- Heralds of Valdemar. In Intrigues, when Mags is driven from the Collegium due to psychic pressures and depression, he cries himself to sleep at least once.
- In Mansfield Park, little Fanny cries herself to sleep every night after she gets adopted by her wealthy relatives because she misses her family and nobody is particularly kind to her. After a week, her cousin Edmund finds her crying and comforts her. Since then she's calmer and happier.
"The little girl who was spoken of in the drawing-room when she left it at night as seeming so desirably sensible of her peculiar good fortune, ended every day's sorrows by sobbing herself to sleep."
- In My Side of the Mountain Sam Gribley's first night living off the land in the New York Catskills doesn't go as well as he had hoped:
(After describing the winds going through the valley right to where he was, the cold wet ground, and the sound of a bird keeping him awake) Well, anyway, the whole night went light that. I don't think I slept fifteen minutes, and I was so scared and tired that my throat was dry. I wanted a drink but didn't dare go near the stream for fear of making a misstep and falling in and getting wet. So I sat tight and shivered and shook—and now I am able to say—I cried a little tiny bit. Fortunately, the sun has a wonderfully glorious habit of rising every morning.
- Realm of the Elderlings. In The Liveship Traders, Brashen Trell remembers how he did this on his first sea-voyage after being disinherited and discovering the brutal hardships of being a sailor. Then, another sailor tried to molest him.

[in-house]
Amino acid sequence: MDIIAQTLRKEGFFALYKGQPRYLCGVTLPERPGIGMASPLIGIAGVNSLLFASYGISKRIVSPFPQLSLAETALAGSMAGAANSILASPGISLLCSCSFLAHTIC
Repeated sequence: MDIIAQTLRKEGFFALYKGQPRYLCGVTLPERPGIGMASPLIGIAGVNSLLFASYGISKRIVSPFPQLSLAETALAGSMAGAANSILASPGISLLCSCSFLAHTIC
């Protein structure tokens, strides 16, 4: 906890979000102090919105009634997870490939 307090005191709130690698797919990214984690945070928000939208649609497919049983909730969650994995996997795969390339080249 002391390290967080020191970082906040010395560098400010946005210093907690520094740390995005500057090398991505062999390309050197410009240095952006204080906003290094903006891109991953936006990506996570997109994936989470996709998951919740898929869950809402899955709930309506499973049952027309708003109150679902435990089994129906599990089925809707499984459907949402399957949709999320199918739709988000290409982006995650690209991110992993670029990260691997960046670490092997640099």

- The Time Traveler in The Time Machine is so distraught when he discovers his machine is missing, leaving him trapped in the distant future, that he falls and cries until he wakes up the next morning.
- Mentioned in one chapter of Dave Barry's Complete Guide to Guys, in a chapter where he explains the unbridgeable distance between men and women's thought processes: Eileen offhandedly mentions they've been dating for six months, sees Roger lost in thought and makes a bunch of assumptions (Am I being too forward with this? Does he really want the same thing out of this relationship as I do?), building up from them regarding their relationship and ends up crying herself to sleep after a conference call with all her friends because she thinks she's being a horrible person to Roger. Roger, on the other hand, was lost in thought because he remembered it'd been at least six months since he'd gotten the car checked, and of course has no idea what Eileen is getting upset over in the first place.